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Earth Day Countdown:
Begging Mercy for a Bruised Planet
By B SHAWN CLARK
April 22, 2016
ENGLEWOOD (Third Planet from Mother Earth). Legends tell of muses from ancient Greece (and later Rome) that channeled messages from the Gods as to the meanings of life on Mother Earth, and the role of humans that were given a choice to either deface her beauty - or become part of it - with their whims revealed in all manner of expression, most importantly for one Marvin Gaye: music.
For in birthing Mercy, Mercy, Me (The Ecology)(What’s Going On – 1971), what is regarded, in these pages (and elsewhere) as the foremost piece of music by, for, and of Mother Earth, this artist of most profound proportions reached the pinnacle of all the best that we as lesser mortals could scarcely hope to achieve by simply listening to what he has to offer, and appreciating all that it represents. This being due not only to the critical and commercial success of this music (both the album and the single) but by the motivations driving the man behind this music (as per SongFacts):
I would love to become an impeccable warrior, one who has no need for earthly things ***. I'd love to develop a distaste for those things and become only interested in knowledge and power that this earth will give us, if we're only willing to put in the time and effort.
The lyrical expression of his concern for his planet could not be more direct, and when coupled with his soul (and soulful style), more compelling:
Woo ah, mercy mercy me
Ah things ain't what they used to be,
no no Where did all the blue skies go?
Poison is the wind that blows from the north and south and east
What about this overcrowded land
How much more abuse from man can she stand?
His lyrics and arrangement, joined in by appearances by a cavalcade of diverse artists in the 1991 video reprise of this work (Smokey Robinson, Diana Ross, Stevie Wonder and David Bowie, to name a few) prove his point, as if to call upon them from the grave as fellow muses in the cause of preserving Mother Earth:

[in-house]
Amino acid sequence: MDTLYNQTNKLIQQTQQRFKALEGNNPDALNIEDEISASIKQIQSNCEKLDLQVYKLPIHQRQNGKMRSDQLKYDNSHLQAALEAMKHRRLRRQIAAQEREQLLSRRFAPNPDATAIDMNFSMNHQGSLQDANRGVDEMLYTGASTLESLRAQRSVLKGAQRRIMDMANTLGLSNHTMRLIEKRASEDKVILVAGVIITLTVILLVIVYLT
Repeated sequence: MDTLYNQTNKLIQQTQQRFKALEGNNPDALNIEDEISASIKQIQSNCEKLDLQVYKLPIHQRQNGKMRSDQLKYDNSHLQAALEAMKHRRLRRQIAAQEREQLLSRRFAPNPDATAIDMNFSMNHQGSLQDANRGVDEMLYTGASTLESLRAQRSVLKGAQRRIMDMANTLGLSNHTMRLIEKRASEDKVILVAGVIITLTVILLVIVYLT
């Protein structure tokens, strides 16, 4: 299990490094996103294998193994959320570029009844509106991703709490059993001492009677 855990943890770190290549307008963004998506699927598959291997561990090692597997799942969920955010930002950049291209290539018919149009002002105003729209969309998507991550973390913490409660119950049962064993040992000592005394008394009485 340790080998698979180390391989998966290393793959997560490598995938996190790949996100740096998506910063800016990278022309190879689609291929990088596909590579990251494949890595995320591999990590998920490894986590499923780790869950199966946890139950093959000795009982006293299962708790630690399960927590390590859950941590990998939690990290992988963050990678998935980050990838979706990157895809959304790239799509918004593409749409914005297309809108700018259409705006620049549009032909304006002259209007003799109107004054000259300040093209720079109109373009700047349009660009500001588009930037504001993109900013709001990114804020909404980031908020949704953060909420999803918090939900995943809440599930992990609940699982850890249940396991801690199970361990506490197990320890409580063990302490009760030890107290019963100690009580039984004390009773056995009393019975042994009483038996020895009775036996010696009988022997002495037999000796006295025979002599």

*** The power's here, it's in the rocks, it's in the air, it's in the animals. There are men [and women?] of knowledge who could take these forces and elements and cause mysterious things to happen to the body, transform themselves and do many, many marvelous things.
Himself a divining rod of divine inspiration, Marvin Gaye exhorted his fellow muses to channel innate inspiration from what Mother Earth whispered in their ears, that they echoed at times, even unknowingly, as in the case of Stevie Wonder:
[I]t's in obeying the laws of nature that this wisdom and freedom lies. Those songs aren't written for nothing. A lot of the time, they don't even know it as writers, but they're just forced to put Mother Nature into the picture, like in 'You Are The Sunshine Of My Life.'"
Somehow, at the apex of that lofty place where the muses from time immemorial meet the gods and goddesses that hold dear the sanctity and continued vitality of all that is left of a world of wondrous nature still unspoiled by human kind, there remains hope, expressed in song, of a time to come when humans will have mercy on the planet bestowed upon them for safe-keeping by the gods, for their own sake, and for those yet to come into its glory.